Green Stormwater Infrastructure
Green stormwater infrastructure includes a range of soil-water-plant systems that intercept stormwater, infiltrate a portion of it into the ground, evaporate a portion of it into the air, and in some cases release a portion of it slowly back into the sewer system.
Impervious surfaces, such as roadways and buildings, are characteristic of urbanized landscapes. As land development increases, it leads to replacement of pervious areas with impervious surfaces, causing an increase in stormwater runoff volume and combined sewer overﬂow (CSO) episodes. In turn, this affects Philadelphia's watersheds by impairing water quality and degrading stream habitats. Our vision is to protect and enhance our watersheds by managing stormwater runoff with innovative green stormwater infrastructure throughout our City, maximizing economic, social, and environmental benefits for Philadelphia.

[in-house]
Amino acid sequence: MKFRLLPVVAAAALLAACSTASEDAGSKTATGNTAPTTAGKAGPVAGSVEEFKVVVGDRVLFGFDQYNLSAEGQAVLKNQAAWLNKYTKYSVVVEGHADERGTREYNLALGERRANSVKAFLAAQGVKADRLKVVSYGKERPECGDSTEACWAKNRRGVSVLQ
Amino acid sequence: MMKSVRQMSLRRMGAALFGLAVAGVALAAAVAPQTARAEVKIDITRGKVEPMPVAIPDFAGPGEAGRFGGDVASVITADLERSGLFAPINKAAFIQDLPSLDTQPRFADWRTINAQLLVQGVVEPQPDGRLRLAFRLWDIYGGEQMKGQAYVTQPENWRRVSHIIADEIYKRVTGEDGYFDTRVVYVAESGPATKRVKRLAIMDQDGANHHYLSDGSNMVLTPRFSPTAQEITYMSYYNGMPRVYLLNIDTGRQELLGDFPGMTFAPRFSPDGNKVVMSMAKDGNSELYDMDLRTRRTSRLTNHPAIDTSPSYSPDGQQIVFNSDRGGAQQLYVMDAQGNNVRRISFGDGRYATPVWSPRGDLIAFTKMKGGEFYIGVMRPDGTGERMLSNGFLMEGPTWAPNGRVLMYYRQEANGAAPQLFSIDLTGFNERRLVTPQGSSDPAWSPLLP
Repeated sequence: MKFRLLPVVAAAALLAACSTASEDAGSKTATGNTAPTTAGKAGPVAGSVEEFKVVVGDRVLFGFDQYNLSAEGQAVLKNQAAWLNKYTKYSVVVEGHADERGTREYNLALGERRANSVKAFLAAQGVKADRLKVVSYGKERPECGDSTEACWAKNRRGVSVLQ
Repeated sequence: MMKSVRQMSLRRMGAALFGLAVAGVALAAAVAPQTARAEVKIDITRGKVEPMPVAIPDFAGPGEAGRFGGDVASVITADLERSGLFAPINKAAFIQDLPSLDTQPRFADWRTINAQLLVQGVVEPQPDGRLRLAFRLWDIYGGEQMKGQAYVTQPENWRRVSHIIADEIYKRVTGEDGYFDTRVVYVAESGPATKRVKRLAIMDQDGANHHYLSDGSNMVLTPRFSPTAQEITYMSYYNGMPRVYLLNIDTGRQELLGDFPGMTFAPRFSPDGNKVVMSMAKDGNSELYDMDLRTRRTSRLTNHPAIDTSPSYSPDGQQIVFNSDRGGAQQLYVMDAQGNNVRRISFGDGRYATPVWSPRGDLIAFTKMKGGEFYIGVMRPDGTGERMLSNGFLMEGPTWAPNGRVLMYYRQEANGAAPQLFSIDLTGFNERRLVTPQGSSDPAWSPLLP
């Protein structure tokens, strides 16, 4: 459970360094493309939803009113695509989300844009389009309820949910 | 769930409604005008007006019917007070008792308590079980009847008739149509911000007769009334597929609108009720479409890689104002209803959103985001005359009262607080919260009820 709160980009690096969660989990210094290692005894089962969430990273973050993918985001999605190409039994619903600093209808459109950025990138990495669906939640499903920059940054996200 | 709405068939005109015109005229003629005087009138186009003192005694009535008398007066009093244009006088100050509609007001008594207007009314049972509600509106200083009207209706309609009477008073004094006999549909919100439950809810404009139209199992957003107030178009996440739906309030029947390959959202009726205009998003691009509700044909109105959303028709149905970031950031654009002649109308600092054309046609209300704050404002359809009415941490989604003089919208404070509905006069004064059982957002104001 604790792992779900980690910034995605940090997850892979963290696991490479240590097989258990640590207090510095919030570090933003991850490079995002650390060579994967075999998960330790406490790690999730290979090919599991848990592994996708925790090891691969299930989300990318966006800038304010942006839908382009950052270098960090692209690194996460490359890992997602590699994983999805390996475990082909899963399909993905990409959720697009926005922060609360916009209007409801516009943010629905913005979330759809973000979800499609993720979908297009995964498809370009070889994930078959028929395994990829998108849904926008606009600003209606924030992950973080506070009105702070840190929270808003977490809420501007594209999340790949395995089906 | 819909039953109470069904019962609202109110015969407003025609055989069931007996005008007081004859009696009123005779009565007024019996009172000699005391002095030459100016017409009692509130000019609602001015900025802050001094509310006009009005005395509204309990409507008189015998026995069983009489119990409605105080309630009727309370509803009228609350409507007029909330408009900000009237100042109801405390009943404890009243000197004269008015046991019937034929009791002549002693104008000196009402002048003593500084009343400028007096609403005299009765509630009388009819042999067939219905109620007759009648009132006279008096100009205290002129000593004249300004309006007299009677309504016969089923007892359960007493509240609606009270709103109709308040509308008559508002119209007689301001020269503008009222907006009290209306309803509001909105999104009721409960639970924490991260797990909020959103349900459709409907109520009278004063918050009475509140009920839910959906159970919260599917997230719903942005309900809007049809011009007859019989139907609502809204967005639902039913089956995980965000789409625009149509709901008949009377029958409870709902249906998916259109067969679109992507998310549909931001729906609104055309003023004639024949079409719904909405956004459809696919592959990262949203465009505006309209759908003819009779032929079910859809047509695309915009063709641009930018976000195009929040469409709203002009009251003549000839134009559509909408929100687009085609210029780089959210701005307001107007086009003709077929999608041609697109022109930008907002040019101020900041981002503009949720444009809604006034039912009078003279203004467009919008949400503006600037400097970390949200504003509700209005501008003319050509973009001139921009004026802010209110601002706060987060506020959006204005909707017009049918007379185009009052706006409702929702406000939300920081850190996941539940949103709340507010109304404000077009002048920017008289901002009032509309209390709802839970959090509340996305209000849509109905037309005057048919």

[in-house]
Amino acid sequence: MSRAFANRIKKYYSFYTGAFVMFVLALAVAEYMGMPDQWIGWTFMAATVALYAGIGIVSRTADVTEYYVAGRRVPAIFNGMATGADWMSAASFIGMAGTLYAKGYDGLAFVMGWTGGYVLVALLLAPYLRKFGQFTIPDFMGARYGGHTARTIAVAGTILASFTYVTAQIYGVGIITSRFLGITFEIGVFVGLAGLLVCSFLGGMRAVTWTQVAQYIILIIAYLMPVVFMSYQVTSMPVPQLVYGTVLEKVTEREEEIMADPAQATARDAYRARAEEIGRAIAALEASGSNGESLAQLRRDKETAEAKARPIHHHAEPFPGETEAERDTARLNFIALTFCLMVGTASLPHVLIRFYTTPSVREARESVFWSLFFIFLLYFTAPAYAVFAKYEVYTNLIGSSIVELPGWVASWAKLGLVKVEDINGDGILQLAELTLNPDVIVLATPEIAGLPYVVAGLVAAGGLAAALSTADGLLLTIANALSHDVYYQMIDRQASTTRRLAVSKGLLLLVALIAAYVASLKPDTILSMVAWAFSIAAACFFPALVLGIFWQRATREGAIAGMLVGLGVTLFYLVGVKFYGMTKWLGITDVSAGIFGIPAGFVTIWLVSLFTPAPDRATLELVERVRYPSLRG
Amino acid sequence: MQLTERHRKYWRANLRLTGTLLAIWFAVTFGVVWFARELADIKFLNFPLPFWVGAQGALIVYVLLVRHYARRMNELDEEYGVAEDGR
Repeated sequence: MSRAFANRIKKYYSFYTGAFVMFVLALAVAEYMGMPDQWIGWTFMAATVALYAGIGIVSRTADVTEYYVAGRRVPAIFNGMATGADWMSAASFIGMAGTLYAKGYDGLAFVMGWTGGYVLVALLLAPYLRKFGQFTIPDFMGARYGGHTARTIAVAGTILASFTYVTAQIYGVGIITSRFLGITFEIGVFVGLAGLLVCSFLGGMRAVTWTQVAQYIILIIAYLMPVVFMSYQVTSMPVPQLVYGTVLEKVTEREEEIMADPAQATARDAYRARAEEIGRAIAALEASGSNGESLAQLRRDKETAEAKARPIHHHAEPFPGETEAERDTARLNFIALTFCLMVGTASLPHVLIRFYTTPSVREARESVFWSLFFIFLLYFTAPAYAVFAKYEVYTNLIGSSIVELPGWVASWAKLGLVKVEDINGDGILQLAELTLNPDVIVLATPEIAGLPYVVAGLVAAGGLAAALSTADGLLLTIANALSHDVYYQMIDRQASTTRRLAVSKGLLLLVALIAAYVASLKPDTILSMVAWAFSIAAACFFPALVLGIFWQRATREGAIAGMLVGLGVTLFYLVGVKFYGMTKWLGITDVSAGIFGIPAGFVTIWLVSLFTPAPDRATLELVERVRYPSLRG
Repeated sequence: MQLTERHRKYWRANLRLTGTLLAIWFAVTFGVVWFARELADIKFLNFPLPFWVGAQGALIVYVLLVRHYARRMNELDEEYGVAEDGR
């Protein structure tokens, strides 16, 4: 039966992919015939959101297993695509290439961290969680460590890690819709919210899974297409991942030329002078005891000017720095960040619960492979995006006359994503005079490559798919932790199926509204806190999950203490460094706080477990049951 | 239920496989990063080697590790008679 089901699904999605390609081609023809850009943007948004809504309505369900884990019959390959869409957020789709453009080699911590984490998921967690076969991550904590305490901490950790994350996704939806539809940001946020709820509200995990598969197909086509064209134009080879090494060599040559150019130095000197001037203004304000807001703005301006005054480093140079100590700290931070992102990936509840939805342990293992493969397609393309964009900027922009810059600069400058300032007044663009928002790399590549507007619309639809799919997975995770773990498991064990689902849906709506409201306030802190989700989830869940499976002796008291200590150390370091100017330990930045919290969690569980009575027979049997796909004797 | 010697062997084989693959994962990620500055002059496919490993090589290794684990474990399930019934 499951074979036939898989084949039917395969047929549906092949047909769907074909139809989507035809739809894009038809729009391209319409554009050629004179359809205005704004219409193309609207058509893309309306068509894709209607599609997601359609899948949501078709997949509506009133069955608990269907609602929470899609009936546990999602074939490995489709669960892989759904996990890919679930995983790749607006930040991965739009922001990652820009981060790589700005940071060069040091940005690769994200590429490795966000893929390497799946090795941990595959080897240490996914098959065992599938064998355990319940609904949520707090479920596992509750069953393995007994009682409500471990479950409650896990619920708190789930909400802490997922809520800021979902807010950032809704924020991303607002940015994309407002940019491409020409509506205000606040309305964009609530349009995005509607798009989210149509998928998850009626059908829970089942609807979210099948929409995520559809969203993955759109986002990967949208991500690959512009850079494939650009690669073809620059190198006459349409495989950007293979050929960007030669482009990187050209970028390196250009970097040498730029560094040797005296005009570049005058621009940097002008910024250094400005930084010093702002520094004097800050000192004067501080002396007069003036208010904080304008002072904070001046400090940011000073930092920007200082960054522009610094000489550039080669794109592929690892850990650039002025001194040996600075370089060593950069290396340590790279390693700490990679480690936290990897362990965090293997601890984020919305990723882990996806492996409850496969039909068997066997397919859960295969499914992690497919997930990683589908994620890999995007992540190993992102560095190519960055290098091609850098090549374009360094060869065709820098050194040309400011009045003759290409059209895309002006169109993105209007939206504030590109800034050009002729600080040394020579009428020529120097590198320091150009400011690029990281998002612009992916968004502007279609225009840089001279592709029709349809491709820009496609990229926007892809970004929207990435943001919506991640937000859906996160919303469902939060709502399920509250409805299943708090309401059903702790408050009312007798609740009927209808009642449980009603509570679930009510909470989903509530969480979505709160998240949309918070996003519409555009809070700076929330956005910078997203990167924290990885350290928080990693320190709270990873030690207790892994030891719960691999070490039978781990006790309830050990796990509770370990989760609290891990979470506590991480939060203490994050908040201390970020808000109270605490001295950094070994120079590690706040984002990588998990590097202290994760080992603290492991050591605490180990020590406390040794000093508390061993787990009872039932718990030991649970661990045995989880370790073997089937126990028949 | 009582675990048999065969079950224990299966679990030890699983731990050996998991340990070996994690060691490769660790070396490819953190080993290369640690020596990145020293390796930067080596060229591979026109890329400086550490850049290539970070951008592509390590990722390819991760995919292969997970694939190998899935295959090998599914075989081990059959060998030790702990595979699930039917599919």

Integrating green stormwater infrastructure into a highly developed area such as Philadelphia requires a decentralized and creative approach to planning and design. Various tools can be implemented to accomplish this, including stormwater planters, rain gardens and green roofs. All of these tools help to reduce runoff volume and filter pollutants by intercepting stormwater runoff before it enters the City's combined sewer system.
We're continuously exploring innovative ways to implement green infrastructure tools. Through our eight Land-Based Green programs, we will achieve our goals of reducing localized flooding, reducing combined sewer overflows, and improving water quality while also improving the quality of life of residents.